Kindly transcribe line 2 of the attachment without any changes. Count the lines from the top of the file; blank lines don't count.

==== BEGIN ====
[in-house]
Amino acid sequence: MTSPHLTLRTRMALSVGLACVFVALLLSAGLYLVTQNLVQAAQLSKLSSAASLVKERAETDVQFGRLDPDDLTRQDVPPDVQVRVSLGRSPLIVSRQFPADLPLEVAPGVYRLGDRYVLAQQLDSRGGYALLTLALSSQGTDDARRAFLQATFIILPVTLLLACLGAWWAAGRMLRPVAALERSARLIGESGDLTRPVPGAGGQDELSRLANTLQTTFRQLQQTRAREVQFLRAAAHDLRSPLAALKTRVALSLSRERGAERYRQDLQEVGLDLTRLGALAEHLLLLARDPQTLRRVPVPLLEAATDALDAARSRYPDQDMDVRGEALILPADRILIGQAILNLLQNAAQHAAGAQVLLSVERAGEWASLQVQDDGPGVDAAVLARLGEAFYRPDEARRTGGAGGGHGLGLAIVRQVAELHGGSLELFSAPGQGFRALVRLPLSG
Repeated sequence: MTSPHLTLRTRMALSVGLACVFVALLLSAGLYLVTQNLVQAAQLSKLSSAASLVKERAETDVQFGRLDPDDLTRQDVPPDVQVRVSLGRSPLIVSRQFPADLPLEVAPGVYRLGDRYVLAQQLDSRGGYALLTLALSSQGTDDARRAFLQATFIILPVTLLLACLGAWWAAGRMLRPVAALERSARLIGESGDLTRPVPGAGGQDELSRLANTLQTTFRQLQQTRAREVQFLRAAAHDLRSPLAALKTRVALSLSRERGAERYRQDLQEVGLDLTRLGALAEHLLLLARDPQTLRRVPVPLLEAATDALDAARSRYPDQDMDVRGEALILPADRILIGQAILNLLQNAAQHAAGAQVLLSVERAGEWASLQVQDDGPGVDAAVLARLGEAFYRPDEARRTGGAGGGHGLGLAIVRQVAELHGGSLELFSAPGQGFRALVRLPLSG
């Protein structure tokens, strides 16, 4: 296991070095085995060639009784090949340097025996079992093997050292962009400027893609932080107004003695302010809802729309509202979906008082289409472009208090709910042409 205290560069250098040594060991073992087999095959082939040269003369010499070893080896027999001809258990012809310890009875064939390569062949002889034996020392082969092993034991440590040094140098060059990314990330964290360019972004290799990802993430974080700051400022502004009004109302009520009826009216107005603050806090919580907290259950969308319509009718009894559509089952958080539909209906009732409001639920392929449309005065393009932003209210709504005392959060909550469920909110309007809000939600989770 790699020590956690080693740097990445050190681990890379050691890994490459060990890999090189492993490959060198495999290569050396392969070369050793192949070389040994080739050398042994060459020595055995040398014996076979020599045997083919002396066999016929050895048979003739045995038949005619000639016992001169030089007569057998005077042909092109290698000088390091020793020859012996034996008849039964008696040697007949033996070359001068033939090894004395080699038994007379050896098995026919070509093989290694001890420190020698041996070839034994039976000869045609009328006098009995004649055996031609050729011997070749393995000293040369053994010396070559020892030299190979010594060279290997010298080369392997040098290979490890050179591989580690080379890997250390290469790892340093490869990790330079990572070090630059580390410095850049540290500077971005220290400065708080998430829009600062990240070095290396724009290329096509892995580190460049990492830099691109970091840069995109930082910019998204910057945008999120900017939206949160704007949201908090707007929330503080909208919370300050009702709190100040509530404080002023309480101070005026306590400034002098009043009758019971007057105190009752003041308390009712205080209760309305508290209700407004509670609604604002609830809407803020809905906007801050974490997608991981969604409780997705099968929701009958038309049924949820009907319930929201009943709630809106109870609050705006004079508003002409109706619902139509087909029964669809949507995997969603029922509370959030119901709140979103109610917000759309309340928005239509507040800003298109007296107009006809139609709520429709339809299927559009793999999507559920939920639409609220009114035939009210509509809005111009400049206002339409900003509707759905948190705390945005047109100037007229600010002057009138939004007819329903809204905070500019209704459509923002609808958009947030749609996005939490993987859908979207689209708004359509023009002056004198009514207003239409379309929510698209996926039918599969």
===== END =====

Amino acid sequence: MTSPHLTLRTRMALSVGLACVFVALLLSAGLYLVTQNLVQAAQLSKLSSAASLVKERAETDVQFGRLDPDDLTRQDVPPDVQVRVSLGRSPLIVSRQFPADLPLEVAPGVYRLGDRYVLAQQLDSRGGYALLTLALSSQGTDDARRAFLQATFIILPVTLLLACLGAWWAAGRMLRPVAALERSARLIGESGDLTRPVPGAGGQDELSRLANTLQTTFRQLQQTRAREVQFLRAAAHDLRSPLAALKTRVALSLSRERGAERYRQDLQEVGLDLTRLGALAEHLLLLARDPQTLRRVPVPLLEAATDALDAARSRYPDQDMDVRGEALILPADRILIGQAILNLLQNAAQHAAGAQVLLSVERAGEWASLQVQDDGPGVDAAVLARLGEAFYRPDEARRTGGAGGGHGLGLAIVRQVAELHGGSLELFSAPGQGFRALVRLPLSG